The University of Maryland team chose to simplify the design of a standard wall-mounted air conditioner by separating the systems that remove humidity and provide cooling. After the students tested a fully functional prototype, they found that the design reduced energy use by 30 percent compared with typical wall-mounted air conditioners on the market. Because the current largest consumer of electricity in most homes nationwide is the air conditioning system, this design has the potential to substantially decrease residential energy use and save consumers money, said DOE.
The runner-up team from Marquette University in Milwaukee developed a prototype of a natural gas-fired combination water heater and clothes dryer that can use the waste heat from the clothes dryer to heat water for the next washing load. The team demonstrated that with this approach, they could get a 10 percent dryer efficiency improvement compared to the best comparable products on the market.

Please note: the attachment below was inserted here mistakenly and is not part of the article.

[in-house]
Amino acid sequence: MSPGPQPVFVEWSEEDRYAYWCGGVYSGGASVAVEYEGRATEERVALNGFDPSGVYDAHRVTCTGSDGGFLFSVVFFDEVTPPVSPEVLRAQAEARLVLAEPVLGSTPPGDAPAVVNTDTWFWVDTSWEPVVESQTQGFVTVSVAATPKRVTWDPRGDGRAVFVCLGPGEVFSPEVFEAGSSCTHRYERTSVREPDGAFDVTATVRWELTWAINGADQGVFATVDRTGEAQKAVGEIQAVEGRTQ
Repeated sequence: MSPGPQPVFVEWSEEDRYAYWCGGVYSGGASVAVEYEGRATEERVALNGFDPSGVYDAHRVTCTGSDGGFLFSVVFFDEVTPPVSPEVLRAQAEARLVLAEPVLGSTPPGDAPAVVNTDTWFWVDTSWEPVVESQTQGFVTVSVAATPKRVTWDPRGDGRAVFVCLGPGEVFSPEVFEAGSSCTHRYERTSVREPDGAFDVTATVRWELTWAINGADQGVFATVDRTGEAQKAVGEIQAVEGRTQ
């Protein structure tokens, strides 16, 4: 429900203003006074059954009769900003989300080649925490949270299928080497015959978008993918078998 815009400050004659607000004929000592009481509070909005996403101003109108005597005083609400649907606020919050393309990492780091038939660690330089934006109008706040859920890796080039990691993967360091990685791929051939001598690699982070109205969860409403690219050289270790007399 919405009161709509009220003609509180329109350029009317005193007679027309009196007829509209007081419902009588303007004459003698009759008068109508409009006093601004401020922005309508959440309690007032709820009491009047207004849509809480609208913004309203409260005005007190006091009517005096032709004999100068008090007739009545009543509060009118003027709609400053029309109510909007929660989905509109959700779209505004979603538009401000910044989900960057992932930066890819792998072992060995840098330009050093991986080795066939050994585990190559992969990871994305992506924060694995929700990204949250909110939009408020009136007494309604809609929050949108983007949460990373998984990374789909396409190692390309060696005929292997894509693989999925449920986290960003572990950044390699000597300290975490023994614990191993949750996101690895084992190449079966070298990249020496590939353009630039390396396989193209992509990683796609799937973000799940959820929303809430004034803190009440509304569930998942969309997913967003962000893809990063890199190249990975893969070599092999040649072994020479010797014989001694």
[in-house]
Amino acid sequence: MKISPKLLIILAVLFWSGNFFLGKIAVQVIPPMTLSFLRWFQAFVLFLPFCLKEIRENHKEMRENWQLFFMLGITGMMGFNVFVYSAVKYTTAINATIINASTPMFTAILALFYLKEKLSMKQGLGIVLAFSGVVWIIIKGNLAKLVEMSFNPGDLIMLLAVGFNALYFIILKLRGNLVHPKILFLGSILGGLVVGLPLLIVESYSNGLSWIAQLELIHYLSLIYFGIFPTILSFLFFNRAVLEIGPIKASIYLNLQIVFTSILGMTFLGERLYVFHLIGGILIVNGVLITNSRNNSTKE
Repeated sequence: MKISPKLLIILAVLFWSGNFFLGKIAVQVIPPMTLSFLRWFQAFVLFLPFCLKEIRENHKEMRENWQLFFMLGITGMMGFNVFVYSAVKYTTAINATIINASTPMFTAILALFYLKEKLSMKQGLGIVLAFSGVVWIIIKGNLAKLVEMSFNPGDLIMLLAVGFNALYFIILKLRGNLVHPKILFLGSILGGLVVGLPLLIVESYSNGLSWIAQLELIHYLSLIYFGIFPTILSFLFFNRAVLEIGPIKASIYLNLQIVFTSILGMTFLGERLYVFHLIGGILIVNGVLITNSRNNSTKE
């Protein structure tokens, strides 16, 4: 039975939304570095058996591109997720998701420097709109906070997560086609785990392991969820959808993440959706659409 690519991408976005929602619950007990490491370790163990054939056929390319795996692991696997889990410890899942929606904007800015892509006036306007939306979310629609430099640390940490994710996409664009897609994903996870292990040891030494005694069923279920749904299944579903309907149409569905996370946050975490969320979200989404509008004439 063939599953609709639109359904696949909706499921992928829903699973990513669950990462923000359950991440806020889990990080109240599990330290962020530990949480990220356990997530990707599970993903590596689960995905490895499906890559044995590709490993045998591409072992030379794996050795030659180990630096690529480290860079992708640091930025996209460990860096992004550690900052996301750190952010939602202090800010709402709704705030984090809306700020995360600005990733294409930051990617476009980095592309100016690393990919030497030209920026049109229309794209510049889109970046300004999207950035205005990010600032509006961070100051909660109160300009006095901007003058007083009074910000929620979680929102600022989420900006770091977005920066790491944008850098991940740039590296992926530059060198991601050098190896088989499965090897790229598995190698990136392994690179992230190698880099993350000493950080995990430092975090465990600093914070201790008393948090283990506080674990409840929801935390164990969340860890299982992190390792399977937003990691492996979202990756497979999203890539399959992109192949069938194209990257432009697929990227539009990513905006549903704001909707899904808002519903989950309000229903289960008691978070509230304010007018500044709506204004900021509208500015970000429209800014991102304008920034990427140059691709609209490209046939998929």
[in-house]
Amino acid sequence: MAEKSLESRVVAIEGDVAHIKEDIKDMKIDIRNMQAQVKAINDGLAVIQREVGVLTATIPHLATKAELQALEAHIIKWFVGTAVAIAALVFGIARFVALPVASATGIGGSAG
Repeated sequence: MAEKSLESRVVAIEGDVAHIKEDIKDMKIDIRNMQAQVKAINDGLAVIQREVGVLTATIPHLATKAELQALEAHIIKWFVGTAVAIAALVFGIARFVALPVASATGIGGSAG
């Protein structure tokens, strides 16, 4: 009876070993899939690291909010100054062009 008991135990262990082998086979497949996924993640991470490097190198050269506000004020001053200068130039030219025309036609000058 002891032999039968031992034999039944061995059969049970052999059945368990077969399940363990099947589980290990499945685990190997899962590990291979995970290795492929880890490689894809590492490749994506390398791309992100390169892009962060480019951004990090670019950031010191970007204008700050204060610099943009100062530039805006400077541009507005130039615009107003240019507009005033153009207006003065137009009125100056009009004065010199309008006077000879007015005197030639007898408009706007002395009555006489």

The nine faculty-led student design teams were competitively selected and funded with up to $20,000 by the Energy Department to design, build, and test their prototypes during the 2011-12 academic year. A panel of DOE experts along with those from the Lawrence Berkeley National Laboratory judged each team’s prototype based on its demonstrated ability to reduce energy use by 10 percent or more compared to best on-the-market products, or based on the prototype’s ability to reduce production costs compared with typical high-efficiency products already on the market by 20 percent or more.
For more information, visit http://maxtechandbeyond.lbl.gov/.
Publication date: 9/3/2012